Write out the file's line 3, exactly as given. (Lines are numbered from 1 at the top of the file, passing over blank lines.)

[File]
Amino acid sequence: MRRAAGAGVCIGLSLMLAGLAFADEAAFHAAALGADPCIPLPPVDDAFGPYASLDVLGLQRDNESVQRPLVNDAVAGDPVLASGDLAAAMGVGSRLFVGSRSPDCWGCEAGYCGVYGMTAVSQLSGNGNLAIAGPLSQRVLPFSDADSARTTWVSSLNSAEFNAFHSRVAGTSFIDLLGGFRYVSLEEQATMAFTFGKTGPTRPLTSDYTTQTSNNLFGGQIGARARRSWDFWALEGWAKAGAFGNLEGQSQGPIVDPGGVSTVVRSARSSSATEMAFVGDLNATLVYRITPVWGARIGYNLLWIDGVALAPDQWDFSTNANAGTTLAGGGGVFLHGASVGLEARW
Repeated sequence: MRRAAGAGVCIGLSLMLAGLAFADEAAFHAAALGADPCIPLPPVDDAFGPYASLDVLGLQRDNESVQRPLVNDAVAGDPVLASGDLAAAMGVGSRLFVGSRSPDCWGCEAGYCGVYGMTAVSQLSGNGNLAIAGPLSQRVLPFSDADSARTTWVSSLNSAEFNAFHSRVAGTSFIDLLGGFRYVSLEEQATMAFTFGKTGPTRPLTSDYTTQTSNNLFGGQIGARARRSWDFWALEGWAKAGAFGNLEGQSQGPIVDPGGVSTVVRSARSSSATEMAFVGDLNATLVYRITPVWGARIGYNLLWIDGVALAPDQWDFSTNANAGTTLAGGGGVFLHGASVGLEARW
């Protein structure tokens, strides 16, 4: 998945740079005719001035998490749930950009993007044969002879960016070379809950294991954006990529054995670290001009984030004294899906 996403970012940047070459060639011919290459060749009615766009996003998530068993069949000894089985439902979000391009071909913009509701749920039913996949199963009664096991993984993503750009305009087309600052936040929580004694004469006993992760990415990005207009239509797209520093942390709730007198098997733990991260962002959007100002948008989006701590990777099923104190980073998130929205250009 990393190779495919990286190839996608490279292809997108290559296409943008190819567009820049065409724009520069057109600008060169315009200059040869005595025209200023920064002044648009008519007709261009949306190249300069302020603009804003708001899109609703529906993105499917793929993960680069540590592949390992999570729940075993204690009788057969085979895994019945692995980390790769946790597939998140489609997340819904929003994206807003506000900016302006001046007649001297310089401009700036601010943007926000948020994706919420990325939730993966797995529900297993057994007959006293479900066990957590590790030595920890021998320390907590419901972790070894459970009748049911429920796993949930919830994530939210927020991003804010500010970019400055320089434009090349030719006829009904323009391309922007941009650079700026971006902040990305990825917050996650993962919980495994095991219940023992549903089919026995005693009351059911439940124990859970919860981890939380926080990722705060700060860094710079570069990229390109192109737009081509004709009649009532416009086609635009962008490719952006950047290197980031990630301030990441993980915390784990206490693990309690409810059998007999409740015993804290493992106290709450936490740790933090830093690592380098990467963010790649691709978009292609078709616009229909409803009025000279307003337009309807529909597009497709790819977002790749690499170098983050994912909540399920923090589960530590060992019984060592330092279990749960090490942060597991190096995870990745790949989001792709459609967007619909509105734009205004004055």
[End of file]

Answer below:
């Protein structure tokens, strides 16, 4: 998945740079005719001035998490749930950009993007044969002879960016070379809950294991954006990529054995670290001009984030004294899906 996403970012940047070459060639011919290459060749009615766009996003998530068993069949000894089985439902979000391009071909913009509701749920039913996949199963009664096991993984993503750009305009087309600052936040929580004694004469006993992760990415990005207009239509797209520093942390709730007198098997733990991260962002959007100002948008989006701590990777099923104190980073998130929205250009 990393190779495919990286190839996608490279292809997108290559296409943008190819567009820049065409724009520069057109600008060169315009200059040869005595025209200023920064002044648009008519007709261009949306190249300069302020603009804003708001899109609703529906993105499917793929993960680069540590592949390992999570729940075993204690009788057969085979895994019945692995980390790769946790597939998140489609997340819904929003994206807003506000900016302006001046007649001297310089401009700036601010943007926000948020994706919420990325939730993966797995529900297993057994007959006293479900066990957590590790030595920890021998320390907590419901972790070894459970009748049911429920796993949930919830994530939210927020991003804010500010970019400055320089434009090349030719006829009904323009391309922007941009650079700026971006902040990305990825917050996650993962919980495994095991219940023992549903089919026995005693009351059911439940124990859970919860981890939380926080990722705060700060860094710079570069990229390109192109737009081509004709009649009532416009086609635009962008490719952006950047290197980031990630301030990441993980915390784990206490693990309690409810059998007999409740015993804290493992106290709450936490740790933090830093690592380098990467963010790649691709978009292609078709616009229909409803009025000279307003337009309807529909597009497709790819977002790749690499170098983050994912909540399920923090589960530590060992019984060592330092279990749960090490942060597991190096995870990745790949989001792709459609967007619909509105734009205004004055």